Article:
Date of Award


Document Type


Degree Name

Master of Social Work


School of Social Work

First Reader/Committee Chair

Deirdre Lanesskog


Former foster youth who become child welfare workers are an asset to the child welfare system because of the combination of their lived experience and professional experience in child welfare, which allows them to understand the circumstances of their clients on a deeper level. This study seeks to uncover the reasons why former foster youth become child welfare workers. There are three main questions that our study seeks to know: What factors lead former foster youth to become workers in child welfare? Do these workers have any advantages because of their past personal experiences with child welfare? And do child welfare workers who were former foster youth consider themselves resilient? In answering these questions, child welfare agencies can understand how former foster youth have transformed themselves to help others in the child welfare system and can learn how former foster youth uniquely contribute to the child welfare system.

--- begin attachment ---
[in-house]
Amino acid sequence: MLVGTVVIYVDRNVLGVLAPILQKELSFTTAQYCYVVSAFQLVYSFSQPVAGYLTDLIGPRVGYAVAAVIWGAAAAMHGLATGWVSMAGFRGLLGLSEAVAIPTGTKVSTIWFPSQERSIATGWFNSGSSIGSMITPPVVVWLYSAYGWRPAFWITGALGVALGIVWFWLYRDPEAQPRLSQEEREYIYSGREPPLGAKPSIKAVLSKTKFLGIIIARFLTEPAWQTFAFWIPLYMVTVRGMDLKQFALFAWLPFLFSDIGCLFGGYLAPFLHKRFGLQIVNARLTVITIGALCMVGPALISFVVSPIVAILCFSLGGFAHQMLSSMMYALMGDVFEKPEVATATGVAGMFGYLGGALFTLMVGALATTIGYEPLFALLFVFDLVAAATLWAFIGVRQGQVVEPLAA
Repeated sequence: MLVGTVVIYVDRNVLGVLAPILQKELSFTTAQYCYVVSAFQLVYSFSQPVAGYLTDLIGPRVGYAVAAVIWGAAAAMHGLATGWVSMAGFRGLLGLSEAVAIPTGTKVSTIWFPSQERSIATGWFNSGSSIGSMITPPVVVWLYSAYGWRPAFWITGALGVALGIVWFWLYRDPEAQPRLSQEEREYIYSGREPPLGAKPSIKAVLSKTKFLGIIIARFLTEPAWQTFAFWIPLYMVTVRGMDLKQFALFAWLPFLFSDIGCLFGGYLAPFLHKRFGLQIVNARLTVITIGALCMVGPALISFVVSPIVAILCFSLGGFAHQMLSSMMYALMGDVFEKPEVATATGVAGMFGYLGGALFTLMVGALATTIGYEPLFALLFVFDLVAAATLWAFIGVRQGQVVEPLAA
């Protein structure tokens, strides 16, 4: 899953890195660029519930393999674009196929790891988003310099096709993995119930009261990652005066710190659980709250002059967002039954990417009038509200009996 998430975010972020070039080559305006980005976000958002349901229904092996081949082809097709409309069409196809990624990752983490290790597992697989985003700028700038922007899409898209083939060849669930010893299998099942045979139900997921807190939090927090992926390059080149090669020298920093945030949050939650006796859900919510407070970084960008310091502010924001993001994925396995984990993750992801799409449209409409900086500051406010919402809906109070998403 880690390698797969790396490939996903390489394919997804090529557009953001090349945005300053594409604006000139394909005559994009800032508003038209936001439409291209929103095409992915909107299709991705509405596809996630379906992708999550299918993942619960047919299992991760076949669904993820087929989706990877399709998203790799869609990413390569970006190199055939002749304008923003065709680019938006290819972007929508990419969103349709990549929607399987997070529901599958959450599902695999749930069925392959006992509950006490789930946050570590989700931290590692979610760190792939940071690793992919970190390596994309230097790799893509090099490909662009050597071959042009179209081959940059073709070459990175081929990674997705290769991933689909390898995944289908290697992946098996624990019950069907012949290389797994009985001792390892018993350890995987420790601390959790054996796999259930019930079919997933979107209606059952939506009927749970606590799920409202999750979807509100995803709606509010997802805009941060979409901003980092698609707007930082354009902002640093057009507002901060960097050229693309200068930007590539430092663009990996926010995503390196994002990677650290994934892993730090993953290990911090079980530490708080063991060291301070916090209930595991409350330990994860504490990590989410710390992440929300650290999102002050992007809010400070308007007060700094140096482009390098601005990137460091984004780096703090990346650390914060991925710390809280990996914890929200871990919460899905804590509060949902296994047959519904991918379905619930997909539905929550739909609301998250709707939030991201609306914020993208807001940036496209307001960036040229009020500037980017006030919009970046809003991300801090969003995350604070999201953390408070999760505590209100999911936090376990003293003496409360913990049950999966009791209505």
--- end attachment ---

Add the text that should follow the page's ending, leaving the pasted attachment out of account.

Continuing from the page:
Little research attempts to understand the experiences of child welfare workers who were once in foster care. The intent of this study is to identify the factors that lead former foster youth to become child welfare workers. Additionally, this study seeks to uncover any potential advantages they possess because of their shared experiences. Lastly, the study examines the role resiliency has played in helping former foster youth attain a career in child welfare despite being a former dependent of the child welfare system.

This study used a qualitative research design, conducting individual, in-depth interviews with 12 participants who were former foster youth that worked in child welfare. Thematic analysis revealed seven major themes including: Resiliency; Passion for the Profession; Improving the System; Wanting to Do More; Understanding, Relatability, and Engagement; Benefit of Services; and Trauma and Mental Health.

The implications of this study can lead to contributions in social work practice and policy that provide ways to increase engagement, retention, and career satisfaction of former foster youth who work in child welfare. Further research should be conducted to add to our findings. The significance of this study is to aid and improve the current practice of social work.

Included in

Social Work Commons